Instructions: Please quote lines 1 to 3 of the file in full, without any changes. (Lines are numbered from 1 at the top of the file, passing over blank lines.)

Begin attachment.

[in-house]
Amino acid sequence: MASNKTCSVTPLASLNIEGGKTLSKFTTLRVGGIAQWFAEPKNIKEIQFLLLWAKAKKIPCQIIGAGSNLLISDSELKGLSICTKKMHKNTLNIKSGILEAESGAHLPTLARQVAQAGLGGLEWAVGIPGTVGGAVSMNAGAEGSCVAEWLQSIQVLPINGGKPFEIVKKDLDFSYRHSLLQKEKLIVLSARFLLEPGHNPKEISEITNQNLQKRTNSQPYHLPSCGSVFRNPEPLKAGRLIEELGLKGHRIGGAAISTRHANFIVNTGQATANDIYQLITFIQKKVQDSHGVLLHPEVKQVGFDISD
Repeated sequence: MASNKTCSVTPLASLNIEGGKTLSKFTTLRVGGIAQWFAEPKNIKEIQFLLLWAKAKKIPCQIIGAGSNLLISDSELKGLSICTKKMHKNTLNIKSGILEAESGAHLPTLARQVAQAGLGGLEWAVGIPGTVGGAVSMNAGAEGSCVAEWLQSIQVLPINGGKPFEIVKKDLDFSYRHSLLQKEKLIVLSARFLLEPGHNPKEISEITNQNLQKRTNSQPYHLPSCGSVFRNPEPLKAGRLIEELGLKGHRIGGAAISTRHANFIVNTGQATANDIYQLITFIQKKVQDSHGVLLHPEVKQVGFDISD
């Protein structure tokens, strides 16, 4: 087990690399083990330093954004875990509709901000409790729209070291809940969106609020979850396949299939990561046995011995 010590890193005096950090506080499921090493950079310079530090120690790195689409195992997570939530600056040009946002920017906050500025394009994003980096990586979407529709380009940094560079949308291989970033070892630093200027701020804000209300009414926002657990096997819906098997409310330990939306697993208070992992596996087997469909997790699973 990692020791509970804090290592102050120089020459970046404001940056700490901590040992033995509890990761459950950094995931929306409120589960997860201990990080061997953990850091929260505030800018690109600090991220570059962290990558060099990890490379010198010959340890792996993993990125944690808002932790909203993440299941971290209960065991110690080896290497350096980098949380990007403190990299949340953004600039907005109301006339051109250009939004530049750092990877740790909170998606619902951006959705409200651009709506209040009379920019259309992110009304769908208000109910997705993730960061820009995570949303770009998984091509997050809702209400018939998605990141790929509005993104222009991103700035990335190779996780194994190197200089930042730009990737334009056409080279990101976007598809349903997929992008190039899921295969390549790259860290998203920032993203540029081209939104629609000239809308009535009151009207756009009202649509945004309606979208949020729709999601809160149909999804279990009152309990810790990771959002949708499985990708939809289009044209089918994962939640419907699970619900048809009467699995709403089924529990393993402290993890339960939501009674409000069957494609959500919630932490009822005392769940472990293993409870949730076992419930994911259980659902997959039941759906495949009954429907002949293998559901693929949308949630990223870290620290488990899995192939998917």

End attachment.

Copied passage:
[in-house]
Amino acid sequence: MASNKTCSVTPLASLNIEGGKTLSKFTTLRVGGIAQWFAEPKNIKEIQFLLLWAKAKKIPCQIIGAGSNLLISDSELKGLSICTKKMHKNTLNIKSGILEAESGAHLPTLARQVAQAGLGGLEWAVGIPGTVGGAVSMNAGAEGSCVAEWLQSIQVLPINGGKPFEIVKKDLDFSYRHSLLQKEKLIVLSARFLLEPGHNPKEISEITNQNLQKRTNSQPYHLPSCGSVFRNPEPLKAGRLIEELGLKGHRIGGAAISTRHANFIVNTGQATANDIYQLITFIQKKVQDSHGVLLHPEVKQVGFDISD
Repeated sequence: MASNKTCSVTPLASLNIEGGKTLSKFTTLRVGGIAQWFAEPKNIKEIQFLLLWAKAKKIPCQIIGAGSNLLISDSELKGLSICTKKMHKNTLNIKSGILEAESGAHLPTLARQVAQAGLGGLEWAVGIPGTVGGAVSMNAGAEGSCVAEWLQSIQVLPINGGKPFEIVKKDLDFSYRHSLLQKEKLIVLSARFLLEPGHNPKEISEITNQNLQKRTNSQPYHLPSCGSVFRNPEPLKAGRLIEELGLKGHRIGGAAISTRHANFIVNTGQATANDIYQLITFIQKKVQDSHGVLLHPEVKQVGFDISD